Pairing Retro

Posted on by in Development, Process

Back at my first job in tech, we paired 95% of the time. Many people were new to pairing. As it was my first job, I was relatively one of the more junior people on the team, which is an especially difficult position to be in for pairing. It was an incredibly intense experience for the whole team with many growing pains. There was a lot to navigate and no set-aside time or structure to do that, so I started having “pairing retros” with my teammates. It made pairing a lot more manageable and I started having better experiences with my pairs. It’s now something I’ve continued to do throughout my career.

The concept is fairly simple. Set aside a time when you’re not pairing, to talk about pairing.

Format:

Time and Location

Set a time, should be after at least two or three sessions, so you have something to talk about. You may want to set it at the beginning of a pairing session so that you’re talking when you’re away from the code and you have some distance from your last pairing session.

I tend to try to steer people towards private meetings if I can. This is especially important if there has been any contention, but even if there hasn’t, it allows people to speak more freely. Additionally, it allows distance from the work at hand.

If remote, I try to make sure to show my face to get a sense of facial reactions. Your results may vary. Maybe you find that it’s easier for both of you to talk about more challenging topics without seeing each other.

On average, I’d say you need about fifteen minutes for the whole session, but they run the gamut, and I’ve had more than one hour-long session that transitioned into whiteboarding.

Start with a few positives

Start with some “I likes”. Think of positive moments pairing together, whether it was sharing a joke or a good moment of collaboration.

Examples:

  • “I felt like I was getting a little lost in the details at one moment, and you kind of pulled us back.”
  • “I liked the task list we put together in the last story. I felt like that was a good way of attacking a big story.”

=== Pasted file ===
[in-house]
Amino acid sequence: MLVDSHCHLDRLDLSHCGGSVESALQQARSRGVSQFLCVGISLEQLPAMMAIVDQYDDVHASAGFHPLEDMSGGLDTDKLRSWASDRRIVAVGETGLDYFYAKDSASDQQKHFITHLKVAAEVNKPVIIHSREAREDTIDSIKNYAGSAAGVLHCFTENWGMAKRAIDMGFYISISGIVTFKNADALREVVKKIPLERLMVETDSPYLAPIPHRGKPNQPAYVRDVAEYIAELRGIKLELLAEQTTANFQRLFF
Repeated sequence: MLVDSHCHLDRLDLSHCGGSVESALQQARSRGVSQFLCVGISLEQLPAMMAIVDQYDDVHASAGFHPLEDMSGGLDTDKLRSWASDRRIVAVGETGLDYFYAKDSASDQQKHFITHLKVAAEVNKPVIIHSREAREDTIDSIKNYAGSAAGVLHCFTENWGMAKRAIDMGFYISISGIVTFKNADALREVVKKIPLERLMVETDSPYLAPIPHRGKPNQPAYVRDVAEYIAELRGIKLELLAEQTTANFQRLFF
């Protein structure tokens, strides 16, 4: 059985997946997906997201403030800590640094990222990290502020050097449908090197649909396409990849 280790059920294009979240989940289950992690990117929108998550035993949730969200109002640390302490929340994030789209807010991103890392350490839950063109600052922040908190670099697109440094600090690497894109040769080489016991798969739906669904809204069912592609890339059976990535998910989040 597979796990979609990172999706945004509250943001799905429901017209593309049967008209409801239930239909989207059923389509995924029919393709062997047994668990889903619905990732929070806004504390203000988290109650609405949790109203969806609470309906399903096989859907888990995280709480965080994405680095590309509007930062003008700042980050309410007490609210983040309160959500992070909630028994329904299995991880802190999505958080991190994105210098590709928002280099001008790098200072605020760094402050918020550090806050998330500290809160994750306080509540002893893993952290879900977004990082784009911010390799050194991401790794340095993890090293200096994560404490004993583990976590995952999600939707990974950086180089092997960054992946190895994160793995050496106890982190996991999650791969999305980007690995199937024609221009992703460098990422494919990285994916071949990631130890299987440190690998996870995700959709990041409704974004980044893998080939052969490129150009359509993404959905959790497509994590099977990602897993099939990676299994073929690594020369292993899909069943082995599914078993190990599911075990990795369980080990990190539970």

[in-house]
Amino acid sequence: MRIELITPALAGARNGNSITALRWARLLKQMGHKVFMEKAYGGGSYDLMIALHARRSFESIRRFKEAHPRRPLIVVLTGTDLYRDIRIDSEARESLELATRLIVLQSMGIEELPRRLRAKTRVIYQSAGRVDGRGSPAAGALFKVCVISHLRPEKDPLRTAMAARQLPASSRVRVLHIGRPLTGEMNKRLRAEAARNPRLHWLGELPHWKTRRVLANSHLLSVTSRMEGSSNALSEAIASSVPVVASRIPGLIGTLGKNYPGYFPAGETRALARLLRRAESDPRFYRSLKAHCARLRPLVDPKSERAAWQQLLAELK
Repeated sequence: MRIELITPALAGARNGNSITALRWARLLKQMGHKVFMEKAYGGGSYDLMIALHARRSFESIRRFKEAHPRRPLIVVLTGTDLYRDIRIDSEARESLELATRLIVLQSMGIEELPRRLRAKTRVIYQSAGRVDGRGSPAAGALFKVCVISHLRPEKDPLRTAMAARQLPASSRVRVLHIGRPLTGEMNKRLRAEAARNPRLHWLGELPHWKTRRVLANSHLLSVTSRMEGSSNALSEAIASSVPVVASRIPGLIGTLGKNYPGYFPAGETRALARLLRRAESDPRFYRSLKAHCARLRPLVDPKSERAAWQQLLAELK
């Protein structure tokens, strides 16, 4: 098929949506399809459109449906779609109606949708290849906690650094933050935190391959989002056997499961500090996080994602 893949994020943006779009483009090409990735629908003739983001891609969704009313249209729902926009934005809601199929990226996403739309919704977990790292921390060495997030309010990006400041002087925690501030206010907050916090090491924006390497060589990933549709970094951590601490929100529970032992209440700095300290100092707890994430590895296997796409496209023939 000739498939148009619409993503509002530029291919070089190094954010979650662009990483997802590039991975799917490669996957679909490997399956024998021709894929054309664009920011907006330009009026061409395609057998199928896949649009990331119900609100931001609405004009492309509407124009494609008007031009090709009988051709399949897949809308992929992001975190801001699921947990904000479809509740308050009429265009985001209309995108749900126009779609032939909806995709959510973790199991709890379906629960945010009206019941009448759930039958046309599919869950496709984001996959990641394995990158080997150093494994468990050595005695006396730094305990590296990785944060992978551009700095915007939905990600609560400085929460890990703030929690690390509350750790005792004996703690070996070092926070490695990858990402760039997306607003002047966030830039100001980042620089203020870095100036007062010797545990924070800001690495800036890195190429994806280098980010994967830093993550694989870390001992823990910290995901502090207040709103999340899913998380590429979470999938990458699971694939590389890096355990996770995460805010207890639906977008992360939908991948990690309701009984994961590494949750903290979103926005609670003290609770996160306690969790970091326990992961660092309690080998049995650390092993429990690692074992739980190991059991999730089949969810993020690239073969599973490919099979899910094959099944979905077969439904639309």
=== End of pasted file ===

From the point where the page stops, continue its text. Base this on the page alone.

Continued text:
• “It was a lot of fun pairing.”

The purpose of this is twofold, one is that it primes your mind to think of the positives. The second is that it builds trust and helps each other know what’s working to build on. You’re aiming to go from something potentially awkward, towards something really positive. And even if you really like your pair and respect their work, that may not be obvious to them and it’s good to call it out explicitly.

Additionally, take this time to apologize if you feel like you haven’t been as good of a pair as you could be.

Examples:

  • “I wanted to apologize, I’ve had a lot going on in my life personally and I haven’t been feeling as focused as I’d like to be.”
  • “In our last pairing session, I felt frustrated with where the story was and stressed by the deadline. I’m sorry if any of that tension came through.”

Discuss a story

Pick a story or two and talk through them. Mention any decision points or places where you got lost.

Examples:

  • “That story was really long and the requirements were not explicit.”
  • “I felt lost at a few points and had trouble following what you were doing. I don’t think I understood your design right away.”
  • “We ended up having to adjust our code after talking with the product manager. I wonder if we should have reached out to them earlier.”

Ask further questions

Then make sure to ask any of the remaining questions that you still might have.

Examples:

  • “Is the tech working for us? It’s been seeming a little buggy. I have been having trouble hearing sometimes.”
  • “Do you feel like you get enough time driving? I felt like you weren’t grabbing for the keyboard, but maybe you wanted to drive more and we can figure out a different way to switch back and forth.”
  • “I wasn’t sure whether I could interrupt you. You were kind of looking out into space at some point and I couldn’t figure out whether you were thinking about the problem and needed space to think about it or whether I could interrupt with my thoughts on it.”

Problem solve

You can problem solve as each issue comes up, but make sure you listen first, problem solve last. In order to have a productive pairing relationship, you need to have trust to share your ideas, even your stupid ones. You need to have trust that you’re heard. You need to have trust that even if your idea was discarded, it was considered. What you need above all else is trust in one another and trust is built by listening. When you don’t get to some of the emotions, the root of the issues, you gloss over the problem. Problem solving is the syntactic sugar of pairing, trust is the core. So, solve your problems when you pair, but make sure that you’re listening fully before you dive in to problem solving.

Examples: